Newport Beach, Irvine's neighbor to the west, is known for many things. Most of those things revolve around the city's immense wealth; rich in an abundance of beaches, mansions, and beautiful people. But one of the city's greatest assets is not widely known by visitors, the Upper Newport Back Bay.
The Back Bay is one of the few remaining natural estuaries in Southern California. Before the mass development of the region, wetlands were as common to the Southern California landscape as bayous are in the South. This estuary, created by San Diego Creek meeting the Pacific Ocean, plays an important role in maintaining the health of the region's coastal ecosystem by serving as a natural water filter, nursery to several animal species, and important stopover for dozens of species of migratory birds. Less than 10% of the region's estuaries remain, making Newport's Back Bay, protected since the 1960's, an especially important part of our landscape.
There are several active ways to explore the Back Bay. Locals love the 10.5 mile Back Bay Loop Trail which is open to hikers, joggers, cyclists, and horseback riders. My family prefers to head out on one of the many spur trails which skirts the waterway, allowing us to enjoy the solitude and scenery. The air is always filled with birds chirping happy tunes and the refreshing scent of that salty sea air.
Non-motorized water craft are allowed in the upper reaches of Newport Bay, making kayaking or stand-up paddle boarding the ideal ways to quietly explore this vibrant ecosystem. You can launch your own vessels for free from Northstar Beach or rent a kayak or canoe from the Newport Aquatics Center. if you really want to get to know the Back Bay, sign up for a 2-hour guided kayak tour with the Newport Bay Conservancy. These tours, which highlight the history and ecology of the Bay, begin at the Newport Aquatics Center. Since our weather is almost always pleasant in sunny Orange County, the tours take place year-round on Saturday and Sunday morning at 10am and welcome children ages 8 and up. The $25 fee per person includes kayak rental.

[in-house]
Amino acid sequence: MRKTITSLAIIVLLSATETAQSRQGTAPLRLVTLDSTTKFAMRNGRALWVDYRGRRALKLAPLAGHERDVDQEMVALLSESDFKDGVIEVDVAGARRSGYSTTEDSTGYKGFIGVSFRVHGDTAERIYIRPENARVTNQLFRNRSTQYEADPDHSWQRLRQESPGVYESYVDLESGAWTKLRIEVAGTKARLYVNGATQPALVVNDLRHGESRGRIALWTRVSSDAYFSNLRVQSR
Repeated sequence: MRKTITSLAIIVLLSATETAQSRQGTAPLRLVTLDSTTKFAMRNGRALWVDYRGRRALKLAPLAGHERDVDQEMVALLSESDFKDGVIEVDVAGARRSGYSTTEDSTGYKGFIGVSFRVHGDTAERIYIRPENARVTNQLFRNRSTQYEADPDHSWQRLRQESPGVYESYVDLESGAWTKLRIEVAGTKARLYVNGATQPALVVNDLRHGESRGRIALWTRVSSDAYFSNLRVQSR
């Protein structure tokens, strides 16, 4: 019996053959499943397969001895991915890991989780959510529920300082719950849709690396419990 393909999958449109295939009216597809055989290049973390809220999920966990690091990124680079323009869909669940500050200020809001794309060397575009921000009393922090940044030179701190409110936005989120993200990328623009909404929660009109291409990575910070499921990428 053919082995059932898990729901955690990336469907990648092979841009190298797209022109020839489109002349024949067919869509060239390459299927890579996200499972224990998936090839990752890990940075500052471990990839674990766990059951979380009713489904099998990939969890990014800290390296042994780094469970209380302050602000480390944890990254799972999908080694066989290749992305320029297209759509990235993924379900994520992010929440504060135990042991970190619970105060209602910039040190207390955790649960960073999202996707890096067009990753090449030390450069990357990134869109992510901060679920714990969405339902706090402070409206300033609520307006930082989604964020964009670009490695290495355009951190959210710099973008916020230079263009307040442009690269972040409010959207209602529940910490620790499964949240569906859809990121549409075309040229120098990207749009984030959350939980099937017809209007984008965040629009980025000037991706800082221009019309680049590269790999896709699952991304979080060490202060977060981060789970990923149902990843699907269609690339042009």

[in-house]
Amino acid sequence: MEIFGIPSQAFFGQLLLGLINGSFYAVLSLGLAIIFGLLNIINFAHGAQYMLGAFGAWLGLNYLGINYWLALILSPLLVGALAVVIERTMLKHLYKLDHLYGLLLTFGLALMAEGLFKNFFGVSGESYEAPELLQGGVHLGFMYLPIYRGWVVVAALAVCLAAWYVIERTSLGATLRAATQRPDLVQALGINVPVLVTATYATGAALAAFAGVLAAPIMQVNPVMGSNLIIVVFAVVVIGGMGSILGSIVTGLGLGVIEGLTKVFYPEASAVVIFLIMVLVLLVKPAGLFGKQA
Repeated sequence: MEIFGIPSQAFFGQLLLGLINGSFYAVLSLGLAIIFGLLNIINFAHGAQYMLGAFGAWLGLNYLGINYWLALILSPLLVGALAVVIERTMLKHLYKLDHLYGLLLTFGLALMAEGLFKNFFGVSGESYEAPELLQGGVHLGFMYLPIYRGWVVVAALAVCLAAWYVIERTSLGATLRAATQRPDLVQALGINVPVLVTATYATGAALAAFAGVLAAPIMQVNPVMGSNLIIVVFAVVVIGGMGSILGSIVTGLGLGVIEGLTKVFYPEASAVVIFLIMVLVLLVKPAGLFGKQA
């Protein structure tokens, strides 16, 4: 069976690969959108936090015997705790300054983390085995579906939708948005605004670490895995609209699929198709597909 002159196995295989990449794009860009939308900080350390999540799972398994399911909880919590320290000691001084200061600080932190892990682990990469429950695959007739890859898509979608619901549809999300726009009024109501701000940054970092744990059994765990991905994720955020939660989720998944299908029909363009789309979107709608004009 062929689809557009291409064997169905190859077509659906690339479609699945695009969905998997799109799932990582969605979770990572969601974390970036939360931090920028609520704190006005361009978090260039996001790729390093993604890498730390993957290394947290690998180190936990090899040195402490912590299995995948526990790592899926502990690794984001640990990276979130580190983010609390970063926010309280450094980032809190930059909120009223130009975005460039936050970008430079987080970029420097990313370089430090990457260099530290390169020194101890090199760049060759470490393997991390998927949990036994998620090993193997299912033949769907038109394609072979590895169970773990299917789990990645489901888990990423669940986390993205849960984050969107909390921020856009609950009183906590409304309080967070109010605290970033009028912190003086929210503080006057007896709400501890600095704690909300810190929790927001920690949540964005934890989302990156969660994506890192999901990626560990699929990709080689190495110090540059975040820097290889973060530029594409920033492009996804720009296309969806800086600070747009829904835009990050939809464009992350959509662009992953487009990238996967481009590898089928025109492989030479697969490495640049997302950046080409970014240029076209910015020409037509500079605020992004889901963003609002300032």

Don't miss the Peter & Mary Muth Interpretive Center which is so cleverly hidden into the landscape that many visitors didn't even know it is there until they are right on top of it. Gray squirrels, cottontail bunnies, and vibrantly striped lizards will greet you as they scurrying back and forth amongst the bushes. In the distance, you may hear the call of a heron as he makes his approach for landing on the bay's watery runway. Inside this free facility visitors will find exhibits about wetlands, uplands, and estuaries that are designed to interest every age group. Tots are especially excited but the fish swimming in the center's aquariums and the birds "flying" overhead. Preschoolers and elementary-aged kids will enjoy the large classroom which is filled with live animals in terrariums, animal puzzles, kid-friendly microscopes, craft area, and plenty of books. The center offers classes geared towards children 2-8 on Thursdays and Fridays for just $5 per child.
Good Eats: After all that outdoor exploration, you probably will have worked up quite an appetite. The Back Bay Bistro is a great place to enjoy waterfront dining. The patio is pet friendly and the weekend brunch is especially popular.
*Photo courtesy of Flickr user Tracie Hall.